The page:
Conservation of big stuff at the Henry Ford: Past, present, and future

Clara Deck


Henry Ford’s acute personal interest in restoring his “treasures” inspired astonishing exhibits that have attracted visitors for 75 years. His museum, including the 80 historic sites in the Greenfield Village “history park”, was Ford’s obsession from the 1920s until his death in 1947. He acquired enormous collections of Americana but it was in collecting and restoring technological and transportation artifacts that he was a pioneer. His resources for acquiring huge collections seem to have been almost limitless. His drive to restore objects demanded his individual attention even while he was at the helm of one of the world’s largest automobile manufacturing companies. His approach to restoration was sometimes idiosyncratic since he mistrusted intellectuals.

Today Ford’s legacy is an institution (now called The Henry Ford) with a consciously maverick approach to public program development. It is a dynamic “history attraction” with huge unique artifacts and vast numbers of collections. We actively use hundreds of antique collections every day. This paper explores the stewardship of key industrial artifacts at The Henry Ford, especially steam engines, from the days of our foundation to the present. It shows how Ford’s involvement has had a lasting effect our current approach to stewardship. Conservators at THF recognize the rewards and drawbacks inherent in the conflict between using and preserving collections and in so doing we embrace the complex challenges of caring for large industrial collections. Our approach to this dichotomy has been built on Ford’s legacy with the goal of creating successful preservation strategies that champion the ethical stewardship and responsible use of the collections.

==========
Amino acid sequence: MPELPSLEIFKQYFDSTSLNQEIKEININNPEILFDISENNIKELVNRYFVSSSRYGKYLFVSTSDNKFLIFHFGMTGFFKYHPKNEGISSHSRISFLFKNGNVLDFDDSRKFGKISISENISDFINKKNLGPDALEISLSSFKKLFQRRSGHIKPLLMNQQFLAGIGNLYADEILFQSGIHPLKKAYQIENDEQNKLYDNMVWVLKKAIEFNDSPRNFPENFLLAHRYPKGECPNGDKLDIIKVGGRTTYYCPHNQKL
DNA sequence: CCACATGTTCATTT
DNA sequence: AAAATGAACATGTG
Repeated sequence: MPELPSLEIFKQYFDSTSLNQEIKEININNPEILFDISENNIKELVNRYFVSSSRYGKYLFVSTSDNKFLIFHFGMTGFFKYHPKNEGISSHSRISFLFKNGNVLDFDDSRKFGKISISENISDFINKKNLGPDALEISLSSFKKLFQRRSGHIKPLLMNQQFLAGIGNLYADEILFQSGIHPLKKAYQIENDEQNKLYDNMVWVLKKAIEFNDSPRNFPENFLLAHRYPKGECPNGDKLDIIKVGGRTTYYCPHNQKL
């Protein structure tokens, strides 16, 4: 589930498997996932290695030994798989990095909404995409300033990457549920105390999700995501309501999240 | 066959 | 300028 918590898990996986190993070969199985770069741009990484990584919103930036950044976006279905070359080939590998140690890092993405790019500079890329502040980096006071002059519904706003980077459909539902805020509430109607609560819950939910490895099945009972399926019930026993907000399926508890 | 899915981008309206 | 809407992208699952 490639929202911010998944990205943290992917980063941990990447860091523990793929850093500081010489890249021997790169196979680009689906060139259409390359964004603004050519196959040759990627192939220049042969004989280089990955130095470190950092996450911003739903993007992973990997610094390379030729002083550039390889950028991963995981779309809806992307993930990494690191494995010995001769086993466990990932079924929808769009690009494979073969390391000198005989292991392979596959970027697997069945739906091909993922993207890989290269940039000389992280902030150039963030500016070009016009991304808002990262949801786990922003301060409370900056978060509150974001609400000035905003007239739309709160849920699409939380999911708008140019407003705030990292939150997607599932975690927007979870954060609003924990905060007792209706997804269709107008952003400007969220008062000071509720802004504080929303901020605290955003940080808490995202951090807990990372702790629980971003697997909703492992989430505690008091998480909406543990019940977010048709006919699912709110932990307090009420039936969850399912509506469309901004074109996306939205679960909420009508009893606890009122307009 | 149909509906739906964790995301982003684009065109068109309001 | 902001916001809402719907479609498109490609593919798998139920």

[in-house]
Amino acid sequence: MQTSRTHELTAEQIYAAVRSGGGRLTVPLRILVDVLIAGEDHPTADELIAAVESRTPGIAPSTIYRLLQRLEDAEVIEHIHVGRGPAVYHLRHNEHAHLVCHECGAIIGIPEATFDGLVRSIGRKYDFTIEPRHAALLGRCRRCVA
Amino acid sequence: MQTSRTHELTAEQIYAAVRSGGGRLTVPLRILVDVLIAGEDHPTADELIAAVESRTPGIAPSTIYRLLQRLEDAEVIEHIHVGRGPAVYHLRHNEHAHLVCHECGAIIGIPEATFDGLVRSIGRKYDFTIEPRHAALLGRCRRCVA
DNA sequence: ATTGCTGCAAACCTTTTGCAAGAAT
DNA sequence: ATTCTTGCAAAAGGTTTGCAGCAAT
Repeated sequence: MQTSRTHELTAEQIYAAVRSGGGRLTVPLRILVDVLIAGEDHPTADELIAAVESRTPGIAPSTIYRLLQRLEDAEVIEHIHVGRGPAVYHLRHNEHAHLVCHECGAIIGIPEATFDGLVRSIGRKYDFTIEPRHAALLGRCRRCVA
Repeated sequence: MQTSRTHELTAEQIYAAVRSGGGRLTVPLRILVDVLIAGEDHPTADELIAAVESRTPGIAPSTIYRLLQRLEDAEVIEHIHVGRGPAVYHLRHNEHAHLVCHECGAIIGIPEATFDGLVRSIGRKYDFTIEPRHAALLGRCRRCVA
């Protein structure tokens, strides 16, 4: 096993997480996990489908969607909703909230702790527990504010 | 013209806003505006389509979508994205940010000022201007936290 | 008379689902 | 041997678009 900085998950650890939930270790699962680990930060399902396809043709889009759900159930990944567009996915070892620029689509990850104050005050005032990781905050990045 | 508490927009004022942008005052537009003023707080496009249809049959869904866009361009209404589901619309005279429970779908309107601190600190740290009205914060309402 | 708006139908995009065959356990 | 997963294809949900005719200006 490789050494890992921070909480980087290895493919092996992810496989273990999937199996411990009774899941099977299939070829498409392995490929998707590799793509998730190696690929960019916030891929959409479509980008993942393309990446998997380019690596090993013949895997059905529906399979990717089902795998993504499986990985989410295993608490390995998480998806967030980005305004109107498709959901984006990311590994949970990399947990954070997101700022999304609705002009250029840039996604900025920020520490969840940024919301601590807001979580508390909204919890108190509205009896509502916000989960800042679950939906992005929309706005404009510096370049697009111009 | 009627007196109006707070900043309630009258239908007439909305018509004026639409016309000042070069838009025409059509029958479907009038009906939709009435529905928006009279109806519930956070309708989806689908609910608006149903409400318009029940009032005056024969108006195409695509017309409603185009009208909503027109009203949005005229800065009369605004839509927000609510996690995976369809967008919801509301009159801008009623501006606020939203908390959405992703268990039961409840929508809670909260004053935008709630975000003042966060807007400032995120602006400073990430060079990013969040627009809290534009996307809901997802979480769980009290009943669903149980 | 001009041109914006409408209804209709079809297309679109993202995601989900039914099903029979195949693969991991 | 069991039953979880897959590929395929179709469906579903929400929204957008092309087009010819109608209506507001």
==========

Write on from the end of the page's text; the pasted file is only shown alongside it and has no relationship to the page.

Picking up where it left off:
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2006 | Providence | Volume 13